Single-tier pension: complexity in simplification

The introduction of the single-tier pension may simplify things in the long term but presents massive implementation and communication complexity in the short term. John Lappin investigates

Steve Webb
Steve Webb, pensions minister

The simplification of the state pension system and reduction in means-testing is something that pension professionals see as a hugely worthwhile goal. While it looks as though there will be many casualties along the way, particularly amongst those contracted in, it should make the decision about whether to save for retirement much easier to understand,which can surely only make auto-enrolment more straightforward.
But as Towers Watson consultant David Robbins points out, for many  people the state pension will be lower and simpler when in all likelihood most people would prefer higher and more complicated.
He adds: “It does rely on people believing politicians won’t mess about with it, which is a pretty heroic assumption.  It is not just only higher earners who lose out. Anyone contracted-in with a reasonably full career will be worse off. The Sun in its editorial put it quite well. The state will only pay for your bread and butter. It you want jam on top you will have to save.”
Yet even the road to this simpler world is proving rather complicated. With contracting out into DC already abolished, defined benefit schemes face stiff challenges, not least given the shorter timetable for the enactment of a statutory override law. Corporate advisers also report that members of the public are also unsettled about contracting in and contracting out, and whether past decisions now make sense with hindsight.
It may not be a direct concern for those creating new workplaces schemes or making sure existing schemes comply with auto-enrolment, but it certainly represents a new communication challenge.
The legislation governing the state pension tier is not finalised yet, though we know much of the overall shape.
Although the pension landscape is likely to be overwhelmingly defined contribution by the time the single-tier pension comes in in 2016, many of the questions are focused defined benefit schemes. With the ending of contracting out, DB schemes and members will face a higher National Insurance bill and many believe that could be the end of them.
The threat to these schemes is one of the live issues raised in front of the DWP select committee. But the pension minister’s view may be instructive.
“While they could use the opportunity of the end of contracting out to get rid of that type of pension scheme altogether, and some may choose to do so, frankly, the ‘nail in the coffin’ analogy – this coffin has got enough nails in it already, so if they are still going now, this will have some effect, but I don’t see it being seismic,” he told the committee.
Barnett Waddingham consultant Malcolm McLean points out that after the committee, the bill must go through both Houses of Parliament, so employers must be careful about just how much they communicate at this stage.
But he says those with defined benefit schemes do need to start considering what they will do about the planned national insurance rise because the bill could be substantial.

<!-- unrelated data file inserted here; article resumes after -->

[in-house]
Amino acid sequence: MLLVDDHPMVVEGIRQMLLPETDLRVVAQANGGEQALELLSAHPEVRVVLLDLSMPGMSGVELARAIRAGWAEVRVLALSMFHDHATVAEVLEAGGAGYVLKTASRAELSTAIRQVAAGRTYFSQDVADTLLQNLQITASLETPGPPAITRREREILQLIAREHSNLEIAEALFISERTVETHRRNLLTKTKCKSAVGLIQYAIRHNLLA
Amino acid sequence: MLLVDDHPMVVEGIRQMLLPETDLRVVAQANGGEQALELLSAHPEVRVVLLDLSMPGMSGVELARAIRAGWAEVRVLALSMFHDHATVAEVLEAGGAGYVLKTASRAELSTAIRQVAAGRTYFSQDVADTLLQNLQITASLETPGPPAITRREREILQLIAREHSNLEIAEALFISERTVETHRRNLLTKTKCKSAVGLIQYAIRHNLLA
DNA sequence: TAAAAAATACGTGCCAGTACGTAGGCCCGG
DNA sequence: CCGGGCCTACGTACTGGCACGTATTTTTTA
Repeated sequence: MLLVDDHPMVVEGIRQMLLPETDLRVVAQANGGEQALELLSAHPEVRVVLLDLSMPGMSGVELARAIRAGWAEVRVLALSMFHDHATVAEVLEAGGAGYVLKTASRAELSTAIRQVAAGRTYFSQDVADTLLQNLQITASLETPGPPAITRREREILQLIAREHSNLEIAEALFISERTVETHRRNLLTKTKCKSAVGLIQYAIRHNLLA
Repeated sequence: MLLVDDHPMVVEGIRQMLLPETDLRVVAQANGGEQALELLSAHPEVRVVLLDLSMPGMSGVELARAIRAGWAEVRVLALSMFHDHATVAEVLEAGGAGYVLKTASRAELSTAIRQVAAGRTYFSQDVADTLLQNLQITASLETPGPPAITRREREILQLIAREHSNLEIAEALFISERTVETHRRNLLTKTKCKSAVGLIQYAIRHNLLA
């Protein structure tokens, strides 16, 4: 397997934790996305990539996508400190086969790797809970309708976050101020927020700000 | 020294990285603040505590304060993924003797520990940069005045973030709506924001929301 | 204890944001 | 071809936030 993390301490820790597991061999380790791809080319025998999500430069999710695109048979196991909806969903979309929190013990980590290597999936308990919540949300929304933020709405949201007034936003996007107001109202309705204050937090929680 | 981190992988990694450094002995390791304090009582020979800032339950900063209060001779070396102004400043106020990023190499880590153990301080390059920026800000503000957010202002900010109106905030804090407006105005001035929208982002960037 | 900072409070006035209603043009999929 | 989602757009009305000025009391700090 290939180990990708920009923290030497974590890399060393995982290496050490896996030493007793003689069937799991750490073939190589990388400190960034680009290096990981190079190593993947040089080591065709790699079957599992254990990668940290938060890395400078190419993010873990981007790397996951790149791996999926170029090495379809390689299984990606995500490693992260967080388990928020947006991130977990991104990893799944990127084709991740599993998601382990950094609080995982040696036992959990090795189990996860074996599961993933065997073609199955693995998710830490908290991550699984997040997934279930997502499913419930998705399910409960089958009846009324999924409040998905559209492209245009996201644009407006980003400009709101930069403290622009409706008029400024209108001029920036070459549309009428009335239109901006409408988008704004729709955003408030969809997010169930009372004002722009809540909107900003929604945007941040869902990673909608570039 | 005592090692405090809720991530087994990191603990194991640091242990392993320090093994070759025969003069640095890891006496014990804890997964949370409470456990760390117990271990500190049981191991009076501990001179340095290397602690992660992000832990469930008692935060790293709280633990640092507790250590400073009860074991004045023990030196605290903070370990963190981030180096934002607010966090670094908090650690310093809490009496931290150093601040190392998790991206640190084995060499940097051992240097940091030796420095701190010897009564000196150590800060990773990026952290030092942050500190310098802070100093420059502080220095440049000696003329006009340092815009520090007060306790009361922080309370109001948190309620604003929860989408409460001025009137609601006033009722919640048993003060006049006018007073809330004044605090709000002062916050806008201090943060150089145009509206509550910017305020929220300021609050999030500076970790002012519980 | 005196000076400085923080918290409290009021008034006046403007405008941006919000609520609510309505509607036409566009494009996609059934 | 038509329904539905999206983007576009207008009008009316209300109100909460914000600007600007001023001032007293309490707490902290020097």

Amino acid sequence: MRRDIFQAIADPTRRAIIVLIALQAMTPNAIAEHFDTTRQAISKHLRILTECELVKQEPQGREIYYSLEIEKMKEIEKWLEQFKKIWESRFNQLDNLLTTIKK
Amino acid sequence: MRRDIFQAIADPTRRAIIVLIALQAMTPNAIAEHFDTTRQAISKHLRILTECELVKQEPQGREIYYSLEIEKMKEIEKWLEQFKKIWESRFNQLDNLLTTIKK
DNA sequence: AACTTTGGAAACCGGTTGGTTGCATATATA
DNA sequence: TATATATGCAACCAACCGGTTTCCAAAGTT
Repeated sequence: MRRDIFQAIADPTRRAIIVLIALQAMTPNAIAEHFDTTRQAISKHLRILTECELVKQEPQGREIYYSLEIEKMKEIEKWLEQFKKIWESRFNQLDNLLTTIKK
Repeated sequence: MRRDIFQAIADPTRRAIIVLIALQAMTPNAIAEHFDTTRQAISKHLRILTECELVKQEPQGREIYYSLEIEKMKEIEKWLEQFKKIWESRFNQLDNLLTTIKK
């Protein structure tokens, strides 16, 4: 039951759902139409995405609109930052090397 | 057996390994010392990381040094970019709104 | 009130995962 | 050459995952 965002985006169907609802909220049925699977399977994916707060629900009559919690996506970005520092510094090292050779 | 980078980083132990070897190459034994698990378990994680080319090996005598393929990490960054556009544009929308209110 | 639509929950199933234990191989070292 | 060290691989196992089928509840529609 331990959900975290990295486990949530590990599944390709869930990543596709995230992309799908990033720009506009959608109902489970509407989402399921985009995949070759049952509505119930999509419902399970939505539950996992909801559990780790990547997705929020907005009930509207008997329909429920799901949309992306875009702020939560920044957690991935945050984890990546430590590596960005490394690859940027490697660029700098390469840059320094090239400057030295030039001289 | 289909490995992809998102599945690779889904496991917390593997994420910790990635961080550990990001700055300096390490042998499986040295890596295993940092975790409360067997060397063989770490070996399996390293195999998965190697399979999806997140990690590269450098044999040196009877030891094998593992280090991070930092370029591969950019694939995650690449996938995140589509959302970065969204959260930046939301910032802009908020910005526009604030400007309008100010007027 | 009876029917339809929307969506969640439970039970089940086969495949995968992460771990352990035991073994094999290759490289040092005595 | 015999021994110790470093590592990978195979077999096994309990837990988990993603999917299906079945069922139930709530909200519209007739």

He says: “The new state pension when it comes in will bring to an end the second state pension, which brings to an end contracting out. That will mean an increase in NI for both employers and employees. For employees I suspect they will have to accept that as a consequence. I would be surprised if any employees will bail them out, because they themselves are going to have to pay an increased amount too.”
McLean points out that  the Government recognises the strains this 
could cause and is  consulting on a statutory override on the requirement to consult trustees about a reduction in benefits to reflect the loss of the rebate, though he says many employers would still want to consult the employees anyway.
While the debate continues, McLean says:  “Many employers will look at the cost of running these schemes. We hope it doesn’t precipitate the closing of the remainin final salary schemes. They can put the extra cost on to the employees though I don’t think many will do that. They will accept the increase, close the scheme down or fiddle around with accrual rates. For employers with DB schemes it is time to start thinking very hard about this increase of NI and which of the options they should go for.”
PTL managing director Richard Butcher says: “The result of contracting out for most employers is they have been able to make their schemes more generous than they actually are. A scheme of 1/60s contracted out was broadly equivalent to 1/80s contracted in. Communication is going to be key. There are few employers who will voluntarily provide DB. The thrust is towards ‘let’s drop it now because we don’t want to shoulder the extra cost of NI and the other cost of running DB scheme’.”
These private sector schemes cover a little over a million employees. Robbins says: “The maximum number in terms of employer NI costs is a little bit under £1,200. The maximum for employees is about £480. From an employer’s point of view your DB pension is already costing more than you thought when you set up. In some cases, you might have very few very important people left and it might not be worth changing. In other cases, they may say they can’t afford to do this. The only concession from the Government is that you can make certain changes without trustee consent, but they haven’t removed the need to go through a consultation process with employees. If you are going to do that anyway you might as well do that for a big change as a small change and change it for long standing workers and well as younger workers.